Water: Nonpoint Source Success Stories
Eastern Band of Cherokee Indians
Cherokee Critical Area Treatment --
Trout Return to Streams
In 1995, the Cherokee Tribe in southwestern North Carolina used section 319 funding to complete an erosion project that it had begun in 1988. At that time, the tribe and the Southwestern North Carolina Resource Conservation and Development Council had determined that severe erosion along access roads on tribal trust lands constituted critical areas for treatment.
The roads in question, many of them extending 3,500 to 5,500 feet above sea level, had been eroding for 20 to 30 years. The average rate of erosion was 150 tons of soil per acre per year, but along some roads, the soil loss was more than 1,000 tons per acre. By the time the Critical Area Treatment was completed, a total of 147,421 linear feet (60.8 acres) of main and access roads had been treated.
Specifically, the 319 project treated the Mill Road section, the seventh and final phase of the project. It involved regrading some 26,796 linear feet of road and reseeding the area to permanent vegetation. In sum, the Mill Road section stabilized 9.9 acres, and since its completion, soil loss has fallen to less than 6 tons per year.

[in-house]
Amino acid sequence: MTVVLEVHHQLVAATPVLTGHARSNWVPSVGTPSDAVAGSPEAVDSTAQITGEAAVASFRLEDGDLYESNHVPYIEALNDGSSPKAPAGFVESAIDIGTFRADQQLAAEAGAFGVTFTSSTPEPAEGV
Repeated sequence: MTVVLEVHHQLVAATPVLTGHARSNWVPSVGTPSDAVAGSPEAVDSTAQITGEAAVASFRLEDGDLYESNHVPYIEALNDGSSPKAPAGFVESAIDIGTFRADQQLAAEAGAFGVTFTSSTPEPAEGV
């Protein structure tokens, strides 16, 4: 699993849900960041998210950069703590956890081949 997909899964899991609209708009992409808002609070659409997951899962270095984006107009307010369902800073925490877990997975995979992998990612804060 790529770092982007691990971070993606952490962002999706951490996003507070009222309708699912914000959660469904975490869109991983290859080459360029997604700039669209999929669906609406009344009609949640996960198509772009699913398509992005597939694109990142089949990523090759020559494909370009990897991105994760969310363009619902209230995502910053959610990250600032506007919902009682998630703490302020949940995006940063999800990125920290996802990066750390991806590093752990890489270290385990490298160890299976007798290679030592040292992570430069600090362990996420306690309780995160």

In addition to installing soil-conserving measures, the Mill Road project provided enhanced habitat for bear, deer, and small game birds. These species are now very active in the area -- a direct benefit of including plants that wildlife feed on in the reseeded areas along side roads. Stream habitats have also improved as erosion and sediment controls take hold; native trout have returned to many streams.
|CONTACTS: Kenneth Futreal
Southwestern North Carolina Resource Conservation and Development
Tribal Environmental Office Eastern Band of Cherokee Indians